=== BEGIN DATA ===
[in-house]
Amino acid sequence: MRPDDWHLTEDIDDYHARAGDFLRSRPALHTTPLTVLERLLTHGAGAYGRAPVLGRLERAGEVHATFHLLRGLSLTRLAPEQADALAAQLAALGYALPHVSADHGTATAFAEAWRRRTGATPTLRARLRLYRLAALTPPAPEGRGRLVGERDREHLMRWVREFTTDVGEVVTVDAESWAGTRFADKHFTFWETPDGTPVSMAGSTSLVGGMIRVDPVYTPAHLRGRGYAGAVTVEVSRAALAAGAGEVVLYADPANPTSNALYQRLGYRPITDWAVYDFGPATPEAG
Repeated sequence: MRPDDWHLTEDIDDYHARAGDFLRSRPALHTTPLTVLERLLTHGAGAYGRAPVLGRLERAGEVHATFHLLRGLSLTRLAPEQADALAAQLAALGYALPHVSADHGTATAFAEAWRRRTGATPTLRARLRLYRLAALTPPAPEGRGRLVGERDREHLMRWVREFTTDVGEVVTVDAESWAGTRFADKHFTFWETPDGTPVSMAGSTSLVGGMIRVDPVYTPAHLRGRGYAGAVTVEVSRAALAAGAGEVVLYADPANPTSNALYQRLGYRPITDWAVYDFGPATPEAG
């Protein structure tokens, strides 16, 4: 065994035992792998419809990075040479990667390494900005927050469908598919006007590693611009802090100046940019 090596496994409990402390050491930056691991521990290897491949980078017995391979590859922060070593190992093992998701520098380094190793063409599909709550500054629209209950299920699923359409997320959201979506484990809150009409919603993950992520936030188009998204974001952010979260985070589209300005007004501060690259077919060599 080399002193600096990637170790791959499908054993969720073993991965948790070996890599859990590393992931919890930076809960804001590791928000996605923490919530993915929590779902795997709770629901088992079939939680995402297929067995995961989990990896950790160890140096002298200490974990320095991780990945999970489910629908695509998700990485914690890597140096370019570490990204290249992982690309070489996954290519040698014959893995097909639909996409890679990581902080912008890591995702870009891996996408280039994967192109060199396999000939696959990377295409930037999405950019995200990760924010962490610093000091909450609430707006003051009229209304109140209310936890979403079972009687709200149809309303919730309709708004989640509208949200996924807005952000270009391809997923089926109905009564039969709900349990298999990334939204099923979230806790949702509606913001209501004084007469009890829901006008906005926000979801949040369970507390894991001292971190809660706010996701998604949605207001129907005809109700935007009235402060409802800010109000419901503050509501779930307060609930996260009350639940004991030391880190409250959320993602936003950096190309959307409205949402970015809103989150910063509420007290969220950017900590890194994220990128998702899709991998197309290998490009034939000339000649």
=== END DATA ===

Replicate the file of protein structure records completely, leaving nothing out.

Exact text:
[in-house]
Amino acid sequence: MRPDDWHLTEDIDDYHARAGDFLRSRPALHTTPLTVLERLLTHGAGAYGRAPVLGRLERAGEVHATFHLLRGLSLTRLAPEQADALAAQLAALGYALPHVSADHGTATAFAEAWRRRTGATPTLRARLRLYRLAALTPPAPEGRGRLVGERDREHLMRWVREFTTDVGEVVTVDAESWAGTRFADKHFTFWETPDGTPVSMAGSTSLVGGMIRVDPVYTPAHLRGRGYAGAVTVEVSRAALAAGAGEVVLYADPANPTSNALYQRLGYRPITDWAVYDFGPATPEAG
Repeated sequence: MRPDDWHLTEDIDDYHARAGDFLRSRPALHTTPLTVLERLLTHGAGAYGRAPVLGRLERAGEVHATFHLLRGLSLTRLAPEQADALAAQLAALGYALPHVSADHGTATAFAEAWRRRTGATPTLRARLRLYRLAALTPPAPEGRGRLVGERDREHLMRWVREFTTDVGEVVTVDAESWAGTRFADKHFTFWETPDGTPVSMAGSTSLVGGMIRVDPVYTPAHLRGRGYAGAVTVEVSRAALAAGAGEVVLYADPANPTSNALYQRLGYRPITDWAVYDFGPATPEAG
């Protein structure tokens, strides 16, 4: 065994035992792998419809990075040479990667390494900005927050469908598919006007590693611009802090100046940019 090596496994409990402390050491930056691991521990290897491949980078017995391979590859922060070593190992093992998701520098380094190793063409599909709550500054629209209950299920699923359409997320959201979506484990809150009409919603993950992520936030188009998204974001952010979260985070589209300005007004501060690259077919060599 080399002193600096990637170790791959499908054993969720073993991965948790070996890599859990590393992931919890930076809960804001590791928000996605923490919530993915929590779902795997709770629901088992079939939680995402297929067995995961989990990896950790160890140096002298200490974990320095991780990945999970489910629908695509998700990485914690890597140096370019570490990204290249992982690309070489996954290519040698014959893995097909639909996409890679990581902080912008890591995702870009891996996408280039994967192109060199396999000939696959990377295409930037999405950019995200990760924010962490610093000091909450609430707006003051009229209304109140209310936890979403079972009687709200149809309303919730309709708004989640509208949200996924807005952000270009391809997923089926109905009564039969709900349990298999990334939204099923979230806790949702509606913001209501004084007469009890829901006008906005926000979801949040369970507390894991001292971190809660706010996701998604949605207001129907005809109700935007009235402060409802800010109000419901503050509501779930307060609930996260009350639940004991030391880190409250959320993602936003950096190309959307409205949402970015809103989150910063509420007290969220950017900590890194994220990128998702899709991998197309290998490009034939000339000649």